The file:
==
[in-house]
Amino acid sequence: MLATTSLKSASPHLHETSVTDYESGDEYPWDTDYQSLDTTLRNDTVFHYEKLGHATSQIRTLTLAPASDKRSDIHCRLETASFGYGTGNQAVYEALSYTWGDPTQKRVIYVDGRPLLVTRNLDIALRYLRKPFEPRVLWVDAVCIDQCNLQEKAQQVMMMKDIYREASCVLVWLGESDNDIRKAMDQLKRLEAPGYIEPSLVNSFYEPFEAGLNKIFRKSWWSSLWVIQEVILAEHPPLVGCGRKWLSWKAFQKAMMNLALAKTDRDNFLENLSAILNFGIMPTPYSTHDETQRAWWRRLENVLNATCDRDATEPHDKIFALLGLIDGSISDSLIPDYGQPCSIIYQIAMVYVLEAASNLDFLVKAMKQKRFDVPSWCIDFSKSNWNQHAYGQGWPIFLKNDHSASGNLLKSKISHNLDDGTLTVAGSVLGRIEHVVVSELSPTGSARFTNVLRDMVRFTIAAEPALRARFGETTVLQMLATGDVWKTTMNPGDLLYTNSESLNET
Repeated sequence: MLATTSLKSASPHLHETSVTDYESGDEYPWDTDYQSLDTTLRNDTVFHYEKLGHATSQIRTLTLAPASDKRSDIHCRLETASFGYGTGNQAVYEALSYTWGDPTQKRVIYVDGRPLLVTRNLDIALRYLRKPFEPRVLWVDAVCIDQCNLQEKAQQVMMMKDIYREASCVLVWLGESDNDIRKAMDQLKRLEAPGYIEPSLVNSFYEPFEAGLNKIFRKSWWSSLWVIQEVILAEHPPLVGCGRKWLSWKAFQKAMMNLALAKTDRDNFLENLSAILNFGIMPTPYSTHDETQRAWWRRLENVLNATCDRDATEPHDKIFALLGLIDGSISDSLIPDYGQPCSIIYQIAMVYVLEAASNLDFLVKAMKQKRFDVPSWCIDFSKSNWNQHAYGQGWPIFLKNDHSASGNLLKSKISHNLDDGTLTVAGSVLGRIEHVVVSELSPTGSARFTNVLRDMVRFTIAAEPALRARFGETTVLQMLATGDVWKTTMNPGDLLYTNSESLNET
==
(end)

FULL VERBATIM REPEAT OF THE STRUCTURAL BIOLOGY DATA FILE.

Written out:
[in-house]
Amino acid sequence: MLATTSLKSASPHLHETSVTDYESGDEYPWDTDYQSLDTTLRNDTVFHYEKLGHATSQIRTLTLAPASDKRSDIHCRLETASFGYGTGNQAVYEALSYTWGDPTQKRVIYVDGRPLLVTRNLDIALRYLRKPFEPRVLWVDAVCIDQCNLQEKAQQVMMMKDIYREASCVLVWLGESDNDIRKAMDQLKRLEAPGYIEPSLVNSFYEPFEAGLNKIFRKSWWSSLWVIQEVILAEHPPLVGCGRKWLSWKAFQKAMMNLALAKTDRDNFLENLSAILNFGIMPTPYSTHDETQRAWWRRLENVLNATCDRDATEPHDKIFALLGLIDGSISDSLIPDYGQPCSIIYQIAMVYVLEAASNLDFLVKAMKQKRFDVPSWCIDFSKSNWNQHAYGQGWPIFLKNDHSASGNLLKSKISHNLDDGTLTVAGSVLGRIEHVVVSELSPTGSARFTNVLRDMVRFTIAAEPALRARFGETTVLQMLATGDVWKTTMNPGDLLYTNSESLNET
Repeated sequence: MLATTSLKSASPHLHETSVTDYESGDEYPWDTDYQSLDTTLRNDTVFHYEKLGHATSQIRTLTLAPASDKRSDIHCRLETASFGYGTGNQAVYEALSYTWGDPTQKRVIYVDGRPLLVTRNLDIALRYLRKPFEPRVLWVDAVCIDQCNLQEKAQQVMMMKDIYREASCVLVWLGESDNDIRKAMDQLKRLEAPGYIEPSLVNSFYEPFEAGLNKIFRKSWWSSLWVIQEVILAEHPPLVGCGRKWLSWKAFQKAMMNLALAKTDRDNFLENLSAILNFGIMPTPYSTHDETQRAWWRRLENVLNATCDRDATEPHDKIFALLGLIDGSISDSLIPDYGQPCSIIYQIAMVYVLEAASNLDFLVKAMKQKRFDVPSWCIDFSKSNWNQHAYGQGWPIFLKNDHSASGNLLKSKISHNLDDGTLTVAGSVLGRIEHVVVSELSPTGSARFTNVLRDMVRFTIAAEPALRARFGETTVLQMLATGDVWKTTMNPGDLLYTNSESLNET